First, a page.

It was hers for the picking, getting to this stage and with what was at stake for her, or so many bookmakers who gave it to Serena Williams thought . But they did not take into account the agility, resilience and determination of Angelique Kerber, which eventually counted in who lifts this year’s Australian Open cup.
And so, Williams, yet again suffered her second seismic shock in as many grand-slam events when Kerber, the unfavoured underdog from Germany, outplayed her in the memorable season’s open final.
Kerber’s win follows on from Roberta Vinci’s ambush of Williams at September’s US Open, which stymied the possibility of a calendar grand slam. It also means that Steffi Graf’s Open-era record of 22 major titles survives until early June, at the very least.
No-one gave Kerber much of a chance going in. She plays a grinding, defensive game in which the key statistic is usually her low number of unforced errors. But against Williams’s unparalleled firepower? Surely she would be overpowered.
Yet we were not reckoning with the anxiety that seemed to grip Williams throughout the match. She started the match confidently enough, claiming the first game in two minutes with her usual barrage of 110mph serves and heavy groundstrokes. But then she began accumulating a legion of unforced errors, as her feet refused to glide up to their ball with their usual alacrity.
Williams was also keen to come forward to the net, a strategy that the coaching team led by Patrick Mouratoglou had presumably developed before the match. But her volleys were woeful as she won just 15 of 32 such points.
Meanwhile, Kerber was starting to show how she won her place in the final, having taken out tournament favourite Victoria Azarenka in the quarter-final and Great Briton’s Jo Konta in the semi. She kept the ball alive for longer than Williams expected on almost every point, showing phenomenal court coverage and the single-minded focus of a beagle at a fox-hunt. Her ability to hit passing shots on the run – or at the very least punch the ball back for a low and awkward volley – left Williams’s pre-match strategy in tatters.
It was one such volley, in fact, that ended the match after 2hr 8mins, as Williams floated the ball unaccountably long off her forehand side. Kerber was home, by a 6-4, 3-6, 6-4 scoreline, and she fell on her back in the internationally recognised symbol of tennis jubilation.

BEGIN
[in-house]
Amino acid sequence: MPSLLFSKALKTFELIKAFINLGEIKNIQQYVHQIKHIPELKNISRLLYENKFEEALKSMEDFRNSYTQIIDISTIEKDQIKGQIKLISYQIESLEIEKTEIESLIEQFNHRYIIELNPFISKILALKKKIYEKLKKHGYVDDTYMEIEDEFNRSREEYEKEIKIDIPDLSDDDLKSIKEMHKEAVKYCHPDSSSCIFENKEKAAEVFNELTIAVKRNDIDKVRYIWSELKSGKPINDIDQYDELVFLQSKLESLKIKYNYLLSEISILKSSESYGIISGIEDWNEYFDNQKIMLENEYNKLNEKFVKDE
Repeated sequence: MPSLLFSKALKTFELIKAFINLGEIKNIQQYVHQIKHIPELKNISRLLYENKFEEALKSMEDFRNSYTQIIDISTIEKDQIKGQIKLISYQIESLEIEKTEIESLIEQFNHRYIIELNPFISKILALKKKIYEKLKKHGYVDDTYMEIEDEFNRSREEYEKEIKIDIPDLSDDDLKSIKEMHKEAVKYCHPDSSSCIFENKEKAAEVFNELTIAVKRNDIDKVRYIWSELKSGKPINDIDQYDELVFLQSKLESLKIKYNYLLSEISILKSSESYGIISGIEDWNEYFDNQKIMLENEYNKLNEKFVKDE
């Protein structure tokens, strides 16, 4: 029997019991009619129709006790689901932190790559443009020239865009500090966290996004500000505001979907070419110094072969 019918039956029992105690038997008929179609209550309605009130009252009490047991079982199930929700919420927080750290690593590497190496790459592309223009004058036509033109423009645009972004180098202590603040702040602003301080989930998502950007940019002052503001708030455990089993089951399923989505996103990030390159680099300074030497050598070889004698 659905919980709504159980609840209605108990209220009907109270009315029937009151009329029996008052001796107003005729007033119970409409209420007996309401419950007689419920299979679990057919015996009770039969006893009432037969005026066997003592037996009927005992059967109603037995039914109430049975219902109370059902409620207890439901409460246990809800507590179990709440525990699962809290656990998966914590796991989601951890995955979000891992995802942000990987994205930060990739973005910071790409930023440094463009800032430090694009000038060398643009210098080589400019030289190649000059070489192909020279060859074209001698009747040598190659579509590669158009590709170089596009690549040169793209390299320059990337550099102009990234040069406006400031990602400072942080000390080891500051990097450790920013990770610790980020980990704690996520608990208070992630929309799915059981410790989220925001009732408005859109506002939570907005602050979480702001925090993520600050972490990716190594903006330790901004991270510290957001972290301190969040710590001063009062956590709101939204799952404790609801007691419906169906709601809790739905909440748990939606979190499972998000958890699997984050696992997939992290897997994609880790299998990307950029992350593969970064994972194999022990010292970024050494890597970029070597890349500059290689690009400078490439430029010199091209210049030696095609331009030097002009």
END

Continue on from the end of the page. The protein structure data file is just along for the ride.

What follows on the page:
In contrast to her almost speechless press conference after the Vinci defeat in New York, Williams was surprisingly upbeat about this result, smiling her way through the post-match interview and offering longer answers than she has at any other stage of tournament.
“I was actually really happy for her,” Williams said. “She had an attitude that I think a lot of people can learn from: just to always stay positive and to never give up. I was really inspired by that. So, honestly, she’s a really good girl. If I couldn’t win, I’m happy she did.”
She also expressed her frustration at the common assumption that she should waltz to the trophy in every tournament she plays. “Every time I walk in this room, everyone expects me to win every single match, every single day of my life. As much as I would like to be a robot, I’m not.”
Having taken her grand-slam tally from 18 to 21 in one unbroken sequence, dating from the 2014 US Open of 2014 to last year’s Wimbledon, Williams has now suffered two straight misses in her drive to equal Graf.
Ironically, Kerber cites Graf as her tennis idol and heroine, and feels that her own transformation from Top-10 regular to title contender dates back to a visit to Graf’s home in Las Vegas last spring. “She taught me actually that I’m on a good way, and try to believe in myself,” said Kerber before the final. “I was trying to do it in the last few months.”
Lots of admin to get through from various suits, but eventually we get to hear from the two players.
Williams: “Thank you so much for the support. Well done to Angelique, you truly deserve it.
An overwhelmed Kerber responds: “First of all, I would like to congratulate Serena – you are such an inspiration for so many young players, and you are an unbelievably great person, so congrats for everything you’ve done already.
“When I played in the first round I was match point down, and I’m so honoured to win it. My dream has come true on this night, and my whole life I was working really hard. I’m a grand slam champion – it sounds unbelievable!
“Thank you to all my family, I owe you so much. I know I’m not easy, but I have the best team in the world, and thank you to all the fans as well. Thank you.
“It’s been the best two weeks of my life, and you are the best fans in the world. See you next year, thank you so so much. Thank you.